Promotion for officers in the military is lock-step; if you truly excel at your job, you’ll get promoted at most a year earlier than your peers. So if your goal is to work your way up to a highly influential government position, chances are you can do so more quickly in civilian service. A stint in the military is useful for the many reasons discussed above, but a six- or eight-year stint is probably not more useful than a three- or four-year one.
I didn’t choose the date.
I grew up as an American ex-pat, but my European upbringing and coastal elite baseline have more in common with each other than either does with U.S. Army culture.
On the other hand, occasionally other service members can sniff out this motivation. As a woman with left-leaning politics and an elite education, this was an obvious explanation for my service, even though it was not my motivation. This meant that it took some extra care for me to build trust and rapport with my colleagues.
People are often hesitant to ask about military service. I suspect this is for a variety of reasons, including (1) there are a lot of trauma narratives surrounding military service, so it could feel inappropriate, (2) people are afraid of tokenizing, (3) people have so little knowledge about the military that they don’t have the vocabulary to ask questions about it.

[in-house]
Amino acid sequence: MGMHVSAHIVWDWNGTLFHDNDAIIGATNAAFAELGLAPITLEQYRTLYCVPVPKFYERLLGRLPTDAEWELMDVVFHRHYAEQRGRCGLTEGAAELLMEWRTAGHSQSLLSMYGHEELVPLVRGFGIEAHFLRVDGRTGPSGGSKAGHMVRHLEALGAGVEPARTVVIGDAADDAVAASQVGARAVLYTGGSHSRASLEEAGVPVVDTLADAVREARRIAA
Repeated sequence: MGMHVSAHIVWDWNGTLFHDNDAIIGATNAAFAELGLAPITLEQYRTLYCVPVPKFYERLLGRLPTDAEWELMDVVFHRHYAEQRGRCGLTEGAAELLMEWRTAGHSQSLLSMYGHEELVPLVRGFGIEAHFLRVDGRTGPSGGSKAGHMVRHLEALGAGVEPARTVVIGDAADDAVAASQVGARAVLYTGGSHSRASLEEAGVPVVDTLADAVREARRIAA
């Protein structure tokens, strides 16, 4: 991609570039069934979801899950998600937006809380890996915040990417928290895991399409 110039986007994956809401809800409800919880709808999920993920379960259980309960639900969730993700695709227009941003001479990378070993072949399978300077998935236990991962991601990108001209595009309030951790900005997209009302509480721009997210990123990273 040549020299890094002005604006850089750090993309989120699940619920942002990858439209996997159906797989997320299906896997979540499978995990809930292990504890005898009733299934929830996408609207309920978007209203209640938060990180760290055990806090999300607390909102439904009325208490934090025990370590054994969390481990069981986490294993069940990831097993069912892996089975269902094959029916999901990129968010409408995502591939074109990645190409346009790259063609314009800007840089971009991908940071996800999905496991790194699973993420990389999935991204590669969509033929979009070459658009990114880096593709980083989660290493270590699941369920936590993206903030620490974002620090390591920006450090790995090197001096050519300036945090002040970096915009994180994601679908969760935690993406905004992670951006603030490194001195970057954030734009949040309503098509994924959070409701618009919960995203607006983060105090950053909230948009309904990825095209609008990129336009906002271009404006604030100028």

Pay scales are deceiving because they don’t include the tax-free allowance for housing, which can account for something like half of your income.
There seems to be a widespread misunderstanding that military healthcare happens through the VA. This is incorrect—the VA provides healthcare to veterans, not people who are currently serving. People who are currently serving are on Tricare and see military providers free of charge, or they can take their insurance to private practitioners, though this is a bit more involved.
Between my first and second deployment I was a prosecutor for my unit, and I found that to be much more morally trying.
Full disclosure: the author is a friend of mine. Also, he recently published Uncertain Ground, which probably also deserves a mention in this paragraph, but I haven’t read it yet.
In my special forces unit this kind of talk was really common; I made a rule that if you were going to say something about someone being gay, you had to end your sentence with “and so am I” or “and that’s what I like about you.” Even though I had no actual authority to make rules, this got followed because it was funny. It was really effective both at cutting down on this talk, and at taking the sting out of it when it did happen.
I wrote a piece on my experience conducting training on the roll-out of Obama’s transgender policy for the military during my deployment with Special Forces. I never ended up publishing it. It can be found here.
Not showing up to work is being Absent Without Leave or AWOL; this usually doesn’t get prosecuted as an actual crime unless it’s prolonged. Being late to work is called Failure to Report. In reality this only gets prosecuted when it’s tacked on to other more serious misbehavior.